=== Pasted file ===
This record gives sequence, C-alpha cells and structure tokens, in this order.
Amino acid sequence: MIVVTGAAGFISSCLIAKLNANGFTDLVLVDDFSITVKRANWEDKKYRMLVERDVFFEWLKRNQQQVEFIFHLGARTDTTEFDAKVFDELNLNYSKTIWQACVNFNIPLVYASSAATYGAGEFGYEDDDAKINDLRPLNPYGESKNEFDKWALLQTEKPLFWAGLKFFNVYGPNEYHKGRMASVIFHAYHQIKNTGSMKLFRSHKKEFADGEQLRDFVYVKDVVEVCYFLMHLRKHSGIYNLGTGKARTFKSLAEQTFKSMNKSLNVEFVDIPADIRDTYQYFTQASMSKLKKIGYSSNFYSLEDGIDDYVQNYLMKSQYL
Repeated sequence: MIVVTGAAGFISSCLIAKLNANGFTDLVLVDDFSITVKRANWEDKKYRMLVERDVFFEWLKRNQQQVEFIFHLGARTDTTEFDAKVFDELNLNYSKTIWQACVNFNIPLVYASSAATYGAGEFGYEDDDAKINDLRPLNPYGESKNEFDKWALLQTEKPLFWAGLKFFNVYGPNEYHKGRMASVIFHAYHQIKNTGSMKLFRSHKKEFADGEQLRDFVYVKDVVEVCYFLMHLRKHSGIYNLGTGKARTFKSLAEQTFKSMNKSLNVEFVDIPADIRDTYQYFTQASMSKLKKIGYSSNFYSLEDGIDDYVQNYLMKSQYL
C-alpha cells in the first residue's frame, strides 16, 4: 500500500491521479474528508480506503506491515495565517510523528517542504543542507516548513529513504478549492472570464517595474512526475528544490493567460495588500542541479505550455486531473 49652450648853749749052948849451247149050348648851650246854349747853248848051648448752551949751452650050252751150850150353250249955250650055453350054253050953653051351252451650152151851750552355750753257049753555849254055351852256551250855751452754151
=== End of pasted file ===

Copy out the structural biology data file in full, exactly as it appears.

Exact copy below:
This record gives sequence, C-alpha cells and structure tokens, in this order.
Amino acid sequence: MIVVTGAAGFISSCLIAKLNANGFTDLVLVDDFSITVKRANWEDKKYRMLVERDVFFEWLKRNQQQVEFIFHLGARTDTTEFDAKVFDELNLNYSKTIWQACVNFNIPLVYASSAATYGAGEFGYEDDDAKINDLRPLNPYGESKNEFDKWALLQTEKPLFWAGLKFFNVYGPNEYHKGRMASVIFHAYHQIKNTGSMKLFRSHKKEFADGEQLRDFVYVKDVVEVCYFLMHLRKHSGIYNLGTGKARTFKSLAEQTFKSMNKSLNVEFVDIPADIRDTYQYFTQASMSKLKKIGYSSNFYSLEDGIDDYVQNYLMKSQYL
Repeated sequence: MIVVTGAAGFISSCLIAKLNANGFTDLVLVDDFSITVKRANWEDKKYRMLVERDVFFEWLKRNQQQVEFIFHLGARTDTTEFDAKVFDELNLNYSKTIWQACVNFNIPLVYASSAATYGAGEFGYEDDDAKINDLRPLNPYGESKNEFDKWALLQTEKPLFWAGLKFFNVYGPNEYHKGRMASVIFHAYHQIKNTGSMKLFRSHKKEFADGEQLRDFVYVKDVVEVCYFLMHLRKHSGIYNLGTGKARTFKSLAEQTFKSMNKSLNVEFVDIPADIRDTYQYFTQASMSKLKKIGYSSNFYSLEDGIDDYVQNYLMKSQYL
C-alpha cells in the first residue's frame, strides 16, 4: 500500500491521479474528508480506503506491515495565517510523528517542504543542507516548513529513504478549492472570464517595474512526475528544490493567460495588500542541479505550455486531473 49652450648853749749052948849451247149050348648851650246854349747853248848051648448752551949751452650050252751150850150353250249955250650055453350054253050953653051351252451650152151851750552355750753257049753555849254055351852256551250855751452754151